Saturday, September 30, 2006


The Oaxaca Conundrum Explained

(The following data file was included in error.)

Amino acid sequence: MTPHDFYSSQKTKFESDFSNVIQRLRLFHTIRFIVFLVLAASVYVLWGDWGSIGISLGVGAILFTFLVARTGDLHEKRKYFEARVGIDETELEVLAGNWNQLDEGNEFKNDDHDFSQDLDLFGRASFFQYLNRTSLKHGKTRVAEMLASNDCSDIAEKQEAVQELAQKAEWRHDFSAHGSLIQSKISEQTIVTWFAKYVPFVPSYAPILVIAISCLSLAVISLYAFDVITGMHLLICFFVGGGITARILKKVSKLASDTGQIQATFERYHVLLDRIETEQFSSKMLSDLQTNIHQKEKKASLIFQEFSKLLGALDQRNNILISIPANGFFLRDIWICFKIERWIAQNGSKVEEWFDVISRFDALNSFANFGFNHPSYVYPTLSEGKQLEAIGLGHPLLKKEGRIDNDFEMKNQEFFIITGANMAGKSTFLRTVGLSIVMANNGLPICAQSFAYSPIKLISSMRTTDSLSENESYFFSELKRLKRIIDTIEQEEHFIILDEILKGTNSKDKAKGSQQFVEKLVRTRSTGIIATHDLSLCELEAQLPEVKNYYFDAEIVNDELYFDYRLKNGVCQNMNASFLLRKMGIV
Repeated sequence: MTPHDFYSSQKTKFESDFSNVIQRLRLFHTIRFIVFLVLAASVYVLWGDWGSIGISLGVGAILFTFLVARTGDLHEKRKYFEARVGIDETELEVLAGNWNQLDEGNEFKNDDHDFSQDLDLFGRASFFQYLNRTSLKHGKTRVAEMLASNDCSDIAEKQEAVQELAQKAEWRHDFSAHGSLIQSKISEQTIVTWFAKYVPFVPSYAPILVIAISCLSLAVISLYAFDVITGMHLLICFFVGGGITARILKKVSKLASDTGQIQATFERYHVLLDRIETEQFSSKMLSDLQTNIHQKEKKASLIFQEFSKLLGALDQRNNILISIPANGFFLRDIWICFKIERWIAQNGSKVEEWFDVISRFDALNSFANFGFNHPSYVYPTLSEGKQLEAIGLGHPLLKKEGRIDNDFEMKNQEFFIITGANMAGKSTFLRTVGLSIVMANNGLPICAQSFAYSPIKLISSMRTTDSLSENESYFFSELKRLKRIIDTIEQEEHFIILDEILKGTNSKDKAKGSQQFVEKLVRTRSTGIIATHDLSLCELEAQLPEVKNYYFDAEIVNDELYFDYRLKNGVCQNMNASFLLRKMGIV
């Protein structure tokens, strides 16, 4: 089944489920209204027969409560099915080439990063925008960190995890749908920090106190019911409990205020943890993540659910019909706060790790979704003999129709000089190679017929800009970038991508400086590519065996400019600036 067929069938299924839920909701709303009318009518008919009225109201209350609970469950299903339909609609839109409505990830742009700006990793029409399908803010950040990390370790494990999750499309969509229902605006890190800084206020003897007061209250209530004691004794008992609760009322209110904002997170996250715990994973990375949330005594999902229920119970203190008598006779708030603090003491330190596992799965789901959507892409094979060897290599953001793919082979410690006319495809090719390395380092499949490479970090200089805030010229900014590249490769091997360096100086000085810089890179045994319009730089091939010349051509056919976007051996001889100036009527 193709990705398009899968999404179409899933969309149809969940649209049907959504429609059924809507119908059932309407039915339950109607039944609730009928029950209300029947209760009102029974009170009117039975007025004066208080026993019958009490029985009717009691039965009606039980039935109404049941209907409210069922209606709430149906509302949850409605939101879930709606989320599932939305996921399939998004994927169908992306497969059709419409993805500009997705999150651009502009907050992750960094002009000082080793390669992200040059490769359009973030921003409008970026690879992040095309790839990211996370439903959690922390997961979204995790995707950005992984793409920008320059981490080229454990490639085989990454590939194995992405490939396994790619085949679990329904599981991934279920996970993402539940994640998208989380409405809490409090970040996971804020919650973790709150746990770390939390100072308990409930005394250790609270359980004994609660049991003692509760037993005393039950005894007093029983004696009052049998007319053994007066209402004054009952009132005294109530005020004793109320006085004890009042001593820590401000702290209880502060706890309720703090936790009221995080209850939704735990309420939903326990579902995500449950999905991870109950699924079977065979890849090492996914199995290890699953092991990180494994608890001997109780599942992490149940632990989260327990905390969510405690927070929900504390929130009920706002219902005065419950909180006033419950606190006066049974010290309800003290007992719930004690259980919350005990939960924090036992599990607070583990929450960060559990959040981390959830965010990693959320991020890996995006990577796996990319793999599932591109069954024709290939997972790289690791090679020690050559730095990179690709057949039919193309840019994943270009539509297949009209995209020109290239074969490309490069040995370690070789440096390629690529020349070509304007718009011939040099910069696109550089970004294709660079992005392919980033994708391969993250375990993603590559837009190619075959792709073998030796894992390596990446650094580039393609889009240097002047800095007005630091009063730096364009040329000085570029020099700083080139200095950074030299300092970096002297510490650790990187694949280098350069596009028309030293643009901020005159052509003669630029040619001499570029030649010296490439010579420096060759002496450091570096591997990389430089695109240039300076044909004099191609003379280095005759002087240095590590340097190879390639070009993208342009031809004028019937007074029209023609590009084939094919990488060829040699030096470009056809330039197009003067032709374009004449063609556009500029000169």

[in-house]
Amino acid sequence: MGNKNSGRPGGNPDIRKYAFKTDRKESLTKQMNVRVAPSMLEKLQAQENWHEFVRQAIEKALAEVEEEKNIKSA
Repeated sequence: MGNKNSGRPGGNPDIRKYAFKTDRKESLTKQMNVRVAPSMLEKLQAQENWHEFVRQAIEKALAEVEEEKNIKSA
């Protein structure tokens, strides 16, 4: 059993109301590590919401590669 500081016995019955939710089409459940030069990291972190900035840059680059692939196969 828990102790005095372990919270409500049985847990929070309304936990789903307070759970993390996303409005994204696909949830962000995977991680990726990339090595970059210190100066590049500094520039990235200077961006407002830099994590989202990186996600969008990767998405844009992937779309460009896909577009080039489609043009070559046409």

The Interior Minister, Carlos Abascal Carranzaannounced that the Oaxaca situation has "reached a limit," and threatened the use of state power. APPO holds Vicente Fox responsible for any violence. The accused the government of acting shoulder to shoulder with criminals, paramilitary groups, and known murderers. Barriers of sand, rock, wire, and vehicles have been laid down to prevent an assault. Nancy Davies, writing in NarcoNews says that “cleaning” the zocalo would disperse no more than a few thousand people. Blockades are in many areas, at the radio stations and government buildings, and would all have to be attacked simultaneously to minimize citizen support in any one place. The popular teachers’ movement most likely contains two million sympathizers within the state, and sympathizers in neighboring states as well. As for the businessmen who have lost so much by the strike, Some ask for federal forces to intervene for law and order, some ask for the federal government to take Ulises Ruiz Ortiz (“URO”) out of the state government, some ask for the federal forces to intervene on behalf of human rights and thus on behalf of the movement, some would frankly appreciate the establishment of military law. Nobody likes URO, nobody wants bloodshed or perpetual war. The threatened business strike has failed to materialize The small super-market was open as usual. The little shops – maybe three were closed, despite the grand headline by Noticias that 6,000 businesses would be shut down. What I think happened is that 6,000 signed up, and when morning arrived with still no attack by the Federal Preventive Police (PFP) force, they shrugged and opened up. And Davies lays out the unspoken political conundrum that explains why the PAN allows the situation to spiral downhill: The President Fox’s National Action Party (PAN) needs the PRI to beat back a surge against its president-elect Felipe Calderon whose victory the left-wing Party of the Democratic Revolution (PRD) believes was fraudulent. If the PAN lets URO fall, that would be taken as a sign that the PAN won’t support any of the other PRI officials whose heads would roll if a popular movement sweeps the country. Thus far, historical political rivals the PRI and the PAN have been united by their common fear of a widespread uprising of some kind led by López Obrador. On the other hand, Fox has been reluctant to overtly support the unpopular URO. Scissors, paper, rock. No one wants tho throw down.
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